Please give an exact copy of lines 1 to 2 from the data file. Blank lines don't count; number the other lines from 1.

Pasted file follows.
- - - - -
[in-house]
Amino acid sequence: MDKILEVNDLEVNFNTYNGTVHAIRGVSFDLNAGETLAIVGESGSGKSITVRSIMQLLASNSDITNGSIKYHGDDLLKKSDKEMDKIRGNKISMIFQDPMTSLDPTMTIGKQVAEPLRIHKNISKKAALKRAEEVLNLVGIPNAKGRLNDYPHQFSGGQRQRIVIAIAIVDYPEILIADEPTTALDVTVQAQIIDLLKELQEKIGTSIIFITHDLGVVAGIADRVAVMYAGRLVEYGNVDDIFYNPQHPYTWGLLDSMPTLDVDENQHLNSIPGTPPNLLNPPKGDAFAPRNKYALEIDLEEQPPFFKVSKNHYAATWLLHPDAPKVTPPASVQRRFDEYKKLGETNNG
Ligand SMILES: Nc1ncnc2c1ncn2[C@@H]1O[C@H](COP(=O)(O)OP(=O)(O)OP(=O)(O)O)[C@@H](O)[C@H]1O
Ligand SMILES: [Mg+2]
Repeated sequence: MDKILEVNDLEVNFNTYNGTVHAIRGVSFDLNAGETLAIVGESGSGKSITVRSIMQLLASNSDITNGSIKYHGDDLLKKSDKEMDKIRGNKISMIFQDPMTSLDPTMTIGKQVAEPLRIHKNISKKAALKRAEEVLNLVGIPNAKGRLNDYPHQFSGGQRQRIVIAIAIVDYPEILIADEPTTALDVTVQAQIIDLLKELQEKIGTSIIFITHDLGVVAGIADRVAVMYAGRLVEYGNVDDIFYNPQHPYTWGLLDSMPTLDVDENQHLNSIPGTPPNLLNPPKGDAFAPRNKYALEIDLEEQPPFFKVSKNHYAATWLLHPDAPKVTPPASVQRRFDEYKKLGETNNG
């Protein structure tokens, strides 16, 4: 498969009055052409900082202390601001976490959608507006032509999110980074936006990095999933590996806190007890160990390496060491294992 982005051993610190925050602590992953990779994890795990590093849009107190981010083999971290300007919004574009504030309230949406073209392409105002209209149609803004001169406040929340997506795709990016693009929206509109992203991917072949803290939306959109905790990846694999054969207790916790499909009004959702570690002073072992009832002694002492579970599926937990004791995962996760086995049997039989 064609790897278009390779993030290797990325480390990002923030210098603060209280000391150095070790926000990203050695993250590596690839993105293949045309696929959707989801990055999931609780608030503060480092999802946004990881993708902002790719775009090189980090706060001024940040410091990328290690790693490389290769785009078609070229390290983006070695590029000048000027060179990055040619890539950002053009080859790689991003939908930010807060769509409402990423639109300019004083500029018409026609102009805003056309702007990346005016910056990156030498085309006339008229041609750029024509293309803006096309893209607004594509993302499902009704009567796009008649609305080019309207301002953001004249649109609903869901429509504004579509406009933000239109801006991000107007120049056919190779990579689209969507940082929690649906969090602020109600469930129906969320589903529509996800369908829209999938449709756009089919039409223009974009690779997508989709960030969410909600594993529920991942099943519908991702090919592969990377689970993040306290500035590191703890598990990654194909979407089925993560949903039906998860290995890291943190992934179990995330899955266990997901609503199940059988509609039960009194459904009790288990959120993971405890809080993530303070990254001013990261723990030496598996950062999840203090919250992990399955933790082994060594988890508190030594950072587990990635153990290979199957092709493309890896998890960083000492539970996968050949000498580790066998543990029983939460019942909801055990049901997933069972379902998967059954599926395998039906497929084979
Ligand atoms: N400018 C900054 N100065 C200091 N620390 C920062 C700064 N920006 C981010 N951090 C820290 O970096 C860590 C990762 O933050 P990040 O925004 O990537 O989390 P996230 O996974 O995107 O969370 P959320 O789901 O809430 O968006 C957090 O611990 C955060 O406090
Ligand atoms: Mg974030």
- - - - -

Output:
[in-house]
Amino acid sequence: MDKILEVNDLEVNFNTYNGTVHAIRGVSFDLNAGETLAIVGESGSGKSITVRSIMQLLASNSDITNGSIKYHGDDLLKKSDKEMDKIRGNKISMIFQDPMTSLDPTMTIGKQVAEPLRIHKNISKKAALKRAEEVLNLVGIPNAKGRLNDYPHQFSGGQRQRIVIAIAIVDYPEILIADEPTTALDVTVQAQIIDLLKELQEKIGTSIIFITHDLGVVAGIADRVAVMYAGRLVEYGNVDDIFYNPQHPYTWGLLDSMPTLDVDENQHLNSIPGTPPNLLNPPKGDAFAPRNKYALEIDLEEQPPFFKVSKNHYAATWLLHPDAPKVTPPASVQRRFDEYKKLGETNNG